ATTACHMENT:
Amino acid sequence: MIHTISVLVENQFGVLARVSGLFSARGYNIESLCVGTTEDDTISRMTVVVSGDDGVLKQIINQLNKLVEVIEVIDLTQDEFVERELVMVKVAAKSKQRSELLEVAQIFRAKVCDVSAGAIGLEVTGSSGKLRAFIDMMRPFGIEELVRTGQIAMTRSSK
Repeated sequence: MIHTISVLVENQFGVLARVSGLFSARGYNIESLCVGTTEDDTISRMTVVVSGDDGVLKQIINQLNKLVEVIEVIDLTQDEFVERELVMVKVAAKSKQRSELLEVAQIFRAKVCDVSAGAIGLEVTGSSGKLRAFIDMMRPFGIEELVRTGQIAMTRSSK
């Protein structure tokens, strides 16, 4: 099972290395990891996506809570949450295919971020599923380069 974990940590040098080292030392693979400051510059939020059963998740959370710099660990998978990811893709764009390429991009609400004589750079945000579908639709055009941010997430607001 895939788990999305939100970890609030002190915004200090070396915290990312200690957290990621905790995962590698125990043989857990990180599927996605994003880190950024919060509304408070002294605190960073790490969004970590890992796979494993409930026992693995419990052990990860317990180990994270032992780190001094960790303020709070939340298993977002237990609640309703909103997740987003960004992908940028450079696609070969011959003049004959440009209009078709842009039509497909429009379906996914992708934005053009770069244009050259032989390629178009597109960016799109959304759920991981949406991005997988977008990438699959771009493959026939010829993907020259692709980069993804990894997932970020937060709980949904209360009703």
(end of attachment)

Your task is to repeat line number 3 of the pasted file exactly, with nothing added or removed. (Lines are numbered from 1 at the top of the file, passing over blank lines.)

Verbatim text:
């Protein structure tokens, strides 16, 4: 099972290395990891996506809570949450295919971020599923380069 974990940590040098080292030392693979400051510059939020059963998740959370710099660990998978990811893709764009390429991009609400004589750079945000579908639709055009941010997430607001 895939788990999305939100970890609030002190915004200090070396915290990312200690957290990621905790995962590698125990043989857990990180599927996605994003880190950024919060509304408070002294605190960073790490969004970590890992796979494993409930026992693995419990052990990860317990180990994270032992780190001094960790303020709070939340298993977002237990609640309703909103997740987003960004992908940028450079696609070969011959003049004959440009209009078709842009039509497909429009379906996914992708934005053009770069244009050259032989390629178009597109960016799109959304759920991981949406991005997988977008990438699959771009493959026939010829993907020259692709980069993804990894997932970020937060709980949904209360009703």